CenteringPregnancy group prenatal care23,24 has been shown to reduce preterm birth and increase prenatal care satisfaction.23,25 We created a modified program, CenteringPregnancy Plus, by integrating HIV prevention with the group prenatal care model. The purpose of this study was to evaluate the effects of this integrated HIV prevention program on biological outcomes (STI, repeat pregnancy), sexual risk behaviors (condom use, unprotected sexual intercourse), and psychosocial variables (communication, perceived risk, self-efficacy).
We conducted a randomized controlled trial of young pregnant women receiving prenatal care at 2 public clinics from September 2001 to December 2004. We randomly assigned women (N = 1047) to 1 of 3 groups (CONSORT; Figure 1): (1) standard individual prenatal care (IC), (2) standard CenteringPregnancy group prenatal care (CP), or (3) CenteringPregnancy Plus group prenatal care that includes HIV-prevention components (CPP). We conducted baseline interviews in the second trimester (mean = 18 weeks gestation; standard deviation [SD] = 3.3) to correspond with the beginning of the group prenatal program (which begins on average at 20 weeks gestation). The participants completed follow-up interviews in the third trimester (mean = 35 weeks gestation; SD = 3.1), and at 6 months postpartum (mean = 27 weeks postpartum; SD = 4.5), and 12 months postpartum (mean = 53 weeks postpartum; SD = 5.7).
To randomize participants, we used blocked randomized controlled design, stratified on site and expected month of delivery. We used a computer-generated randomization sequence to randomize participants with the allocation goal of 40% IC, 30% CP, and 30% CPP.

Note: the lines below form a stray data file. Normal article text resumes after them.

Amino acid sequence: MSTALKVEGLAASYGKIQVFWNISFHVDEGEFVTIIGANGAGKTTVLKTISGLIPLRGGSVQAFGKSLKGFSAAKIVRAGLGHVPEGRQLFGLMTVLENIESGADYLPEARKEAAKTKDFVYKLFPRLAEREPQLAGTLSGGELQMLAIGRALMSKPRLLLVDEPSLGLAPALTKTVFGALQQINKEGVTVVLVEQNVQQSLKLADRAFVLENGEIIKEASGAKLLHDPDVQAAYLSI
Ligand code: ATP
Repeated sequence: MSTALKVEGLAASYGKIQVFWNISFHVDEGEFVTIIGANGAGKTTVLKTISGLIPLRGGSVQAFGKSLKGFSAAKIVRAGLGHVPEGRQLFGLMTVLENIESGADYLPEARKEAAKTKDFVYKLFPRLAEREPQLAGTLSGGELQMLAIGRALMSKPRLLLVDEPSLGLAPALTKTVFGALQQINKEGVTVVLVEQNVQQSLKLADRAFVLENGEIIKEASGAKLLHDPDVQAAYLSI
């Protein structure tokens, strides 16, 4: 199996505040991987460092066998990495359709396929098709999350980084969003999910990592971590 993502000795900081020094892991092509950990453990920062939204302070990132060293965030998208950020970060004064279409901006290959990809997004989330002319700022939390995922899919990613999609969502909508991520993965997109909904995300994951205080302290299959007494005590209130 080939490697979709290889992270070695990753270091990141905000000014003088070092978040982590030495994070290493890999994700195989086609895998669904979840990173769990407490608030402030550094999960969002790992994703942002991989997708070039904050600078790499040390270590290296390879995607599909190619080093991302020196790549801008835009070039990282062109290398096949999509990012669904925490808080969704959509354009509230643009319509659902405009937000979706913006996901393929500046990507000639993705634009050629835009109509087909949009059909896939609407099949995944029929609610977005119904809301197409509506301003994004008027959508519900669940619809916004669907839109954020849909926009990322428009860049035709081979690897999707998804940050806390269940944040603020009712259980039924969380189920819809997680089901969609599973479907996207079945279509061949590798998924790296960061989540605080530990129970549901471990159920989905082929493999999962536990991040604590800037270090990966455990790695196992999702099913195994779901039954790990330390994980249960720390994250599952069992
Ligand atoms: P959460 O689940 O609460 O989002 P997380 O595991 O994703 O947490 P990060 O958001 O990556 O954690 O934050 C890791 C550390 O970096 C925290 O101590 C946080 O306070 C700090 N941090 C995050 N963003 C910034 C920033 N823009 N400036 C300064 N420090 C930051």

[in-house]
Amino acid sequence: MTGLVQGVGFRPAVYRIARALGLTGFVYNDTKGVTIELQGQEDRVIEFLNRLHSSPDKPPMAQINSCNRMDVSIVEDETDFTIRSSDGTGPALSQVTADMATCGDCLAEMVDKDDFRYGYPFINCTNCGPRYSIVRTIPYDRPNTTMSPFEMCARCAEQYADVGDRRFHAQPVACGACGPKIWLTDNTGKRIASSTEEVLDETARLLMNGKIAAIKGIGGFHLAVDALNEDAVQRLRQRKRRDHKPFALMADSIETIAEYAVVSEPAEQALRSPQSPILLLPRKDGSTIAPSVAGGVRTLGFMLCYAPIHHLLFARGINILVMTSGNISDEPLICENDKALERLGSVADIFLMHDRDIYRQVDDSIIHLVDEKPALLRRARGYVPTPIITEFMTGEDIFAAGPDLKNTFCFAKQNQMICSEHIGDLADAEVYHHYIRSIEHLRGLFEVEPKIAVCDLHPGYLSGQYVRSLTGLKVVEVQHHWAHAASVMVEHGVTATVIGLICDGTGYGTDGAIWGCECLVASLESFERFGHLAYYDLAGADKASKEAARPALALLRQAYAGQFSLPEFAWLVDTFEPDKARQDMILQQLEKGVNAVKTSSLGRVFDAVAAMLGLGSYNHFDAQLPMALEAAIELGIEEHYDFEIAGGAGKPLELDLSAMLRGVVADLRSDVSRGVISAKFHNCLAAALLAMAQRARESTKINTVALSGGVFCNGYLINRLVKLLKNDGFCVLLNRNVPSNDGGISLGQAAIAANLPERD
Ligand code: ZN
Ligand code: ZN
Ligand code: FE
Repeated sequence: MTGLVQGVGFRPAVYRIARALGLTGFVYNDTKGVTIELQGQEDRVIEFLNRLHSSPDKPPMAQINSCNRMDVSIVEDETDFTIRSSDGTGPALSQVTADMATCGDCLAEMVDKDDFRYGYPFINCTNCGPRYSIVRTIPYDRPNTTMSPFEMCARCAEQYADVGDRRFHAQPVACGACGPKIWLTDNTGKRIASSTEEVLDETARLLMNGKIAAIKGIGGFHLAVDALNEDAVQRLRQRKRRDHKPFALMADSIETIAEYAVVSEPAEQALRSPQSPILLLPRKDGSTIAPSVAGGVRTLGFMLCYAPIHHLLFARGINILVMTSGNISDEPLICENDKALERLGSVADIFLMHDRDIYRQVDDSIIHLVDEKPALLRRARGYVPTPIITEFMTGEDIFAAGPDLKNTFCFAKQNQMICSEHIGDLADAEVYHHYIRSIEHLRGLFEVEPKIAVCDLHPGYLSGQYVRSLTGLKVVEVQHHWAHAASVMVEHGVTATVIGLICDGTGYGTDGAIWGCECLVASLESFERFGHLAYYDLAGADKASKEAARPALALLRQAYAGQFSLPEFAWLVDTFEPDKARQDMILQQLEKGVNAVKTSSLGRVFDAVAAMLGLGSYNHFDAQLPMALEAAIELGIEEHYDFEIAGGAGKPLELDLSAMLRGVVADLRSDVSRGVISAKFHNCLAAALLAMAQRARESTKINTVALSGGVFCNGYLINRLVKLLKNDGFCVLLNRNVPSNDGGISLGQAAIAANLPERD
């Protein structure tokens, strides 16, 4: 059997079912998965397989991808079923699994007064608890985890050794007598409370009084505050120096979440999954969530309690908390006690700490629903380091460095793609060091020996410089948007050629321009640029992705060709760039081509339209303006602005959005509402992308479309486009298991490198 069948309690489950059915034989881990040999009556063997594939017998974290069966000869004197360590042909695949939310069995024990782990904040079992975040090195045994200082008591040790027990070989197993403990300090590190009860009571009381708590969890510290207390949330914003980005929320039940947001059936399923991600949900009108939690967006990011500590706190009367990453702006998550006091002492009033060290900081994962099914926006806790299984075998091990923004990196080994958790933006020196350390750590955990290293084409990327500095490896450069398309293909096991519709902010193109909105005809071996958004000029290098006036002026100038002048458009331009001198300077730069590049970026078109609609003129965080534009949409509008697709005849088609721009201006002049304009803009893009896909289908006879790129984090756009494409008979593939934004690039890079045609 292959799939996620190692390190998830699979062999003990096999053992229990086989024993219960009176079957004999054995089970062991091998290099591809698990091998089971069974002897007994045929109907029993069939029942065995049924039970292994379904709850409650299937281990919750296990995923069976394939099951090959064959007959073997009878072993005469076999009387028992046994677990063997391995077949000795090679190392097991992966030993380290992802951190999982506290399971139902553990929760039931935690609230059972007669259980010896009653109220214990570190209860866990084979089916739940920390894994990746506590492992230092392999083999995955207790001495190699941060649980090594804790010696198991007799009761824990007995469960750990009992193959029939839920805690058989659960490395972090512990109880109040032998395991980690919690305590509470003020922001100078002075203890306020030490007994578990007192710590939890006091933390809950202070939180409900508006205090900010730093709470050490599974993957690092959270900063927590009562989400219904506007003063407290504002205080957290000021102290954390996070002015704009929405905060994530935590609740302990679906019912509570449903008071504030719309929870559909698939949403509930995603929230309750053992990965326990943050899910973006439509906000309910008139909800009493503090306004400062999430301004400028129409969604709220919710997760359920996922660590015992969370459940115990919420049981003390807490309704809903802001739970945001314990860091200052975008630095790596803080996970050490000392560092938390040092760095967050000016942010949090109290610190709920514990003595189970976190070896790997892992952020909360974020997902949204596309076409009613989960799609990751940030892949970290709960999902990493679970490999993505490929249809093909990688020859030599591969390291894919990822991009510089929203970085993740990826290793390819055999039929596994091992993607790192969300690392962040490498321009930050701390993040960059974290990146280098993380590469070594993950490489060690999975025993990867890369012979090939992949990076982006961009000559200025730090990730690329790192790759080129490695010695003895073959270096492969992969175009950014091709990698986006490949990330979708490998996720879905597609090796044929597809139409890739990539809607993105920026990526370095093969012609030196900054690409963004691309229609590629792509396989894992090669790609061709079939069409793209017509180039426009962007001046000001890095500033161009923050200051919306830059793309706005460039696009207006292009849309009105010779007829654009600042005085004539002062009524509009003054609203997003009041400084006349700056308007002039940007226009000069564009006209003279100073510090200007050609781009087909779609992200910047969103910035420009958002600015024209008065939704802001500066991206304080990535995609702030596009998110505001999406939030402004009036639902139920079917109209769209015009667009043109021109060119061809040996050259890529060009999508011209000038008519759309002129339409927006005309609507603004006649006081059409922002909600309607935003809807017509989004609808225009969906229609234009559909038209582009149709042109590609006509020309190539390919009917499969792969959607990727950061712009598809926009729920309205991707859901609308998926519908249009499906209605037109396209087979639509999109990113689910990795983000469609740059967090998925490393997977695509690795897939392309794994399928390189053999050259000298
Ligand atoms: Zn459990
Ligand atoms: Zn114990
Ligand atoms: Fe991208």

Of the 1538 eligible women, 1047 (68%) enrolled. Recruitment was nearly equivalent between the 2 study sites: Atlanta, Georgia (n = 546; 52%), and New Haven, Connecticut (n = 503; 48%). Intervention effects were not statistically different on primary outcomes by study site (all P >.05); therefore, analyses were combined across sites. Even with randomization, baseline differences can emerge by chance. To evaluate this, we conducted χ2 and t tests comparing study conditions on variables assessed at baseline. By chance, individuals randomized to CPP were more likely to be African American (86% in CPP; 80% in CP; 75% in IC; χ2=19.96; P=.003), and less likely to have positive health behaviors (mean = 33.3 for CPP; 34.3 for IC; 33.3 for CP; F = 3.65; P=.026). Therefore, all subsequent analyses controlled for these variables.
There were no differences between conditions on retention at each follow-up interview (all P >.10). Furthermore, 93% of participants had at least 1 follow-up interview.
Between September 2001 and December 2004, women attending prenatal care were referred by a health care provider or approached directly by research staff. Inclusion criteria included (1) pregnant at less than 24 weeks gestation, (2) aged 25 years or younger, (3) no severe medical problem (e.g., diabetes, hypertension, HIV), and (4) able to attend groups conducted in English or Spanish. All participants were paid $20 for each interview. Procedures were approved by human investigation committees at both sites.